"My mother's been a rock for a long time," Rodriguez said. "And again, she's working two jobs, secretary in the morning. She was a waitress at night. And it's funny 'cause when she got home and she would pick me up at the Boys and Girls Club in her beat-up car that half the times couldn't start, we would go home. And I was so excited to kind of get all her money out of her pocket. And I would sit there and count, you know, 23, 24, 25, 38, 40. Mom, you did great."
So has her son. Since high school, Alex Rodriguez has been one of baseball's most promising prospects. At 18, he was the number one draft pick for the Seattle Mariners. Over the years he earned a reputation as a player who could do it all, blasting home runs despite the most determined outfielders, diving for balls, and gunning down runners.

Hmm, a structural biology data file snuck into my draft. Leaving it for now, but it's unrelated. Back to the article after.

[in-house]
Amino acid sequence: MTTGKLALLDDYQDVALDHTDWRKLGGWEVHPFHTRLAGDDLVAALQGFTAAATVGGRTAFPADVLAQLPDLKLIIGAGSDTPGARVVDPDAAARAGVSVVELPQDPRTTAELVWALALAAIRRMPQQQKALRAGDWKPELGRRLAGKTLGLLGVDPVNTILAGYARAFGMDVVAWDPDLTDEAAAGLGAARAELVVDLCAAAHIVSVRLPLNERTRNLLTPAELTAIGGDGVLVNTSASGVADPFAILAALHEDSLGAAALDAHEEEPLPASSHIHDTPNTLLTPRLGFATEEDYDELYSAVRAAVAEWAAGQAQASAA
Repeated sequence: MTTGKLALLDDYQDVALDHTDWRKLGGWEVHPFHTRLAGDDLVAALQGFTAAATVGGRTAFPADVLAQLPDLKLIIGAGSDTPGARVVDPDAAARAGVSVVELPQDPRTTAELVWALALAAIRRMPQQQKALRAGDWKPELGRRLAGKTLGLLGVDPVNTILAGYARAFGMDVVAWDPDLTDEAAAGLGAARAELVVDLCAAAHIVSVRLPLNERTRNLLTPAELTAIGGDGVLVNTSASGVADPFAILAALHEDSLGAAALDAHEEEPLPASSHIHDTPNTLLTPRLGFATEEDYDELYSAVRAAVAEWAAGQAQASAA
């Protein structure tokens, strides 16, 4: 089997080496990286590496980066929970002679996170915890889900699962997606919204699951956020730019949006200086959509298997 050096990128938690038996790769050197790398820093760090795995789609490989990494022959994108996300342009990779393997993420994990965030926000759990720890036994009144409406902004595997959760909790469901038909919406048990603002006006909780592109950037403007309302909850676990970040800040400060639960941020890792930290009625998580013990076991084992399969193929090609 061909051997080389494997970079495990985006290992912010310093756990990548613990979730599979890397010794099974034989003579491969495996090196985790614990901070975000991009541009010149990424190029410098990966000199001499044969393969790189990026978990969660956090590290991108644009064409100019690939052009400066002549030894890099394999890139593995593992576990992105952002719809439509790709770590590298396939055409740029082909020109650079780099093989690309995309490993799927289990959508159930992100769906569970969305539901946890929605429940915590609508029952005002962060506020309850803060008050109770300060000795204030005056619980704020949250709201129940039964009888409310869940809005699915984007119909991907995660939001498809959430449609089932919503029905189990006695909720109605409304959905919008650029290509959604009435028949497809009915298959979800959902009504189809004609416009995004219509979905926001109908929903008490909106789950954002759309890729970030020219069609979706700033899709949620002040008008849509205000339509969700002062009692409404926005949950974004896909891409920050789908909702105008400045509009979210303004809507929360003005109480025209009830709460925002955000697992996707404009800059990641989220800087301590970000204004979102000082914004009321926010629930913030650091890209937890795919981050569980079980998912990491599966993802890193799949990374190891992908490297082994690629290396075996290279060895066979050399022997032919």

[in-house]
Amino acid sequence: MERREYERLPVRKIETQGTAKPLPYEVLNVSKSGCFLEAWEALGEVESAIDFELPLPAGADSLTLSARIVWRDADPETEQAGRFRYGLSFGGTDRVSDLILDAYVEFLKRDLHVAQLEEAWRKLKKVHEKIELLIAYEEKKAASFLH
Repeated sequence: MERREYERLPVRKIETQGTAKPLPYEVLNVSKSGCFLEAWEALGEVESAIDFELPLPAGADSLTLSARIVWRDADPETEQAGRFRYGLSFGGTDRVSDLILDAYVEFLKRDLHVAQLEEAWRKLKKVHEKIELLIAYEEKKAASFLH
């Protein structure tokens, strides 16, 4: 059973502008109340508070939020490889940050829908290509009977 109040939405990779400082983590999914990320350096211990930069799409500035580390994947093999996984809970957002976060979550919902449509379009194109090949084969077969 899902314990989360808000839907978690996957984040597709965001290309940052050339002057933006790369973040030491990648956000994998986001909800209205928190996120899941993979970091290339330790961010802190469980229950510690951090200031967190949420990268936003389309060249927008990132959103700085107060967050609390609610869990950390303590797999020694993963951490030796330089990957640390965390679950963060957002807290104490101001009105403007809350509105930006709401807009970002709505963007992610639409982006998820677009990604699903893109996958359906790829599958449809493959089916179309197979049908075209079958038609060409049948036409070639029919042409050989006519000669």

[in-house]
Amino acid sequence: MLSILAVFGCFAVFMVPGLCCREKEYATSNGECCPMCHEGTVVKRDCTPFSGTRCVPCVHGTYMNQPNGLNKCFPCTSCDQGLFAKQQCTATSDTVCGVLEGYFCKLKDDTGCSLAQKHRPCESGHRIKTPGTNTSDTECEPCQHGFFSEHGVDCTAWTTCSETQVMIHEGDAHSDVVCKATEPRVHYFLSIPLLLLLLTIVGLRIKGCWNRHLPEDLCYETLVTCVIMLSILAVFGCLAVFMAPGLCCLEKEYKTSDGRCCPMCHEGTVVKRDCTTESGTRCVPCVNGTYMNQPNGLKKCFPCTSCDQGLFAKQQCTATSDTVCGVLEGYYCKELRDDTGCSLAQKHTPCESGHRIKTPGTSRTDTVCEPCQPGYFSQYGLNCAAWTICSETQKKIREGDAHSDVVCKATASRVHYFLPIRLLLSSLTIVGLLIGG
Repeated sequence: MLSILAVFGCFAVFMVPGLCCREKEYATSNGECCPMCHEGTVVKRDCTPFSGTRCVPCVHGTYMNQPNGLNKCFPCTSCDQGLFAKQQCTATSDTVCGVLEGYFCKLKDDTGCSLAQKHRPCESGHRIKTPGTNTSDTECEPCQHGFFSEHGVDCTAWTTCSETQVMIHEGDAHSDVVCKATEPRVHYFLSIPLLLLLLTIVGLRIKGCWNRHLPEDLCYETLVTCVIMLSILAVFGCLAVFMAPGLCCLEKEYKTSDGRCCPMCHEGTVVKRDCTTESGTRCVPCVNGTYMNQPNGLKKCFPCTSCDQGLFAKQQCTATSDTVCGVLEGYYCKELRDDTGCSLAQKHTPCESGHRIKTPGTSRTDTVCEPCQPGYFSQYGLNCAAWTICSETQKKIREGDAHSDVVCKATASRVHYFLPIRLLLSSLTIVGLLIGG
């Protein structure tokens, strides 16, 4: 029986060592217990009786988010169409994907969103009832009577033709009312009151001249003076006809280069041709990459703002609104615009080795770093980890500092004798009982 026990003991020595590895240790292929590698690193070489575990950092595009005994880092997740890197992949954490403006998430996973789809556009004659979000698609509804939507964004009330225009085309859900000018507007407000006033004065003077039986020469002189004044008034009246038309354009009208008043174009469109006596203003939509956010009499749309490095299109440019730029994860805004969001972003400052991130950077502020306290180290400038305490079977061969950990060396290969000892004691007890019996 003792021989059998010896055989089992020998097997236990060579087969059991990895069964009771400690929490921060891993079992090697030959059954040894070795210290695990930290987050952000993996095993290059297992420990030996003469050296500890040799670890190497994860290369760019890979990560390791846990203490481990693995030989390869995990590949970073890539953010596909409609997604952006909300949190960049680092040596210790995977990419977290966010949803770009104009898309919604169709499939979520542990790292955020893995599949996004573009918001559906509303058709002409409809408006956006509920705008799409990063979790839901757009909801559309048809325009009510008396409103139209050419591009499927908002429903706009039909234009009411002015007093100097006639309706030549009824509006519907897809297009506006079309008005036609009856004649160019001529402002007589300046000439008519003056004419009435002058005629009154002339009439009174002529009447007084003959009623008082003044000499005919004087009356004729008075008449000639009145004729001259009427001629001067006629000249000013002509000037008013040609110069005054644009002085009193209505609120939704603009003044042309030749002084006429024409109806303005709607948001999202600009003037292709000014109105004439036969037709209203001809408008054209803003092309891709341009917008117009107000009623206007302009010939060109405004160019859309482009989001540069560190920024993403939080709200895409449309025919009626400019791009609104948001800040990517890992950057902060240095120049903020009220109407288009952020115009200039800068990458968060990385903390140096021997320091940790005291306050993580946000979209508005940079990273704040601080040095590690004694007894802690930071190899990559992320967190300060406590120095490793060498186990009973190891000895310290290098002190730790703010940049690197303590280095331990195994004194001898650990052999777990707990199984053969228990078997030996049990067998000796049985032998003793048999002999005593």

But since he came to the Yankees four years ago, New York fans have had trouble warming up to the enigmatic Rodriguez, especially when they needed him the most.
"Why haven't you done better in the post-season?" Couric asked.
"I've stunk," Rodriguez admitted. "You know? I've done very poorly. And that's not acceptable."
Asked what it is like being booed by his own fans, Rodriguez told Couric, "Oh, that's awful. That's terrible."
This year there was a lot less booing. He seemed more relaxed and says he was finally comfortable enough to laugh at himself.
A state-of-the-art batting cage he built near his home raised his game. Every day in the off-season, he blasts his music and gets to work.